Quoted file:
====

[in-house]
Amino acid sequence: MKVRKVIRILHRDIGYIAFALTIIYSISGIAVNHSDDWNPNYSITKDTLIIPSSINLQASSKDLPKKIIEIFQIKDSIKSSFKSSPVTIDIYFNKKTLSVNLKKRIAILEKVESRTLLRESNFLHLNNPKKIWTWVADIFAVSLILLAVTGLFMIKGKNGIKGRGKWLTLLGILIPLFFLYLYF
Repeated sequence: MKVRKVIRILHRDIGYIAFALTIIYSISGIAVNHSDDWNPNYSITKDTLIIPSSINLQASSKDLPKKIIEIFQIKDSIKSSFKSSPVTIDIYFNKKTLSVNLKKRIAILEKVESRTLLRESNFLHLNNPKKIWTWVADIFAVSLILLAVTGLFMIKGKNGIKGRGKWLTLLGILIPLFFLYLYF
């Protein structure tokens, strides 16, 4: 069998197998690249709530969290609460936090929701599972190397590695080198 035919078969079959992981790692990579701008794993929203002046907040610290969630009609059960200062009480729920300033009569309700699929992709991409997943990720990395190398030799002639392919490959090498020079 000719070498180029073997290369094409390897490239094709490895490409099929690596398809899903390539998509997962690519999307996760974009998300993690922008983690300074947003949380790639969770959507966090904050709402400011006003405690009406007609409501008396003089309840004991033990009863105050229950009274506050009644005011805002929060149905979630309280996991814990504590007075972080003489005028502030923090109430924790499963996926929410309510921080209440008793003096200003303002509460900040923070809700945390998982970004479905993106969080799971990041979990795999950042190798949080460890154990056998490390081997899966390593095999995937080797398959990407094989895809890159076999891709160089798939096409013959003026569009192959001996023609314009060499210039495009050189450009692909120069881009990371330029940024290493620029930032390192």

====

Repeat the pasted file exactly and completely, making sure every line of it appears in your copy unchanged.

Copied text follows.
[in-house]
Amino acid sequence: MKVRKVIRILHRDIGYIAFALTIIYSISGIAVNHSDDWNPNYSITKDTLIIPSSINLQASSKDLPKKIIEIFQIKDSIKSSFKSSPVTIDIYFNKKTLSVNLKKRIAILEKVESRTLLRESNFLHLNNPKKIWTWVADIFAVSLILLAVTGLFMIKGKNGIKGRGKWLTLLGILIPLFFLYLYF
Repeated sequence: MKVRKVIRILHRDIGYIAFALTIIYSISGIAVNHSDDWNPNYSITKDTLIIPSSINLQASSKDLPKKIIEIFQIKDSIKSSFKSSPVTIDIYFNKKTLSVNLKKRIAILEKVESRTLLRESNFLHLNNPKKIWTWVADIFAVSLILLAVTGLFMIKGKNGIKGRGKWLTLLGILIPLFFLYLYF
């Protein structure tokens, strides 16, 4: 069998197998690249709530969290609460936090929701599972190397590695080198 035919078969079959992981790692990579701008794993929203002046907040610290969630009609059960200062009480729920300033009569309700699929992709991409997943990720990395190398030799002639392919490959090498020079 000719070498180029073997290369094409390897490239094709490895490409099929690596398809899903390539998509997962690519999307996760974009998300993690922008983690300074947003949380790639969770959507966090904050709402400011006003405690009406007609409501008396003089309840004991033990009863105050229950009274506050009644005011805002929060149905979630309280996991814990504590007075972080003489005028502030923090109430924790499963996926929410309510921080209440008793003096200003303002509460900040923070809700945390998982970004479905993106969080799971990041979990795999950042190798949080460890154990056998490390081997899966390593095999995937080797398959990407094989895809890159076999891709160089798939096409013959003026569009192959001996023609314009060499210039495009050189450009692909120069881009990371330029940024290493620029930032390192």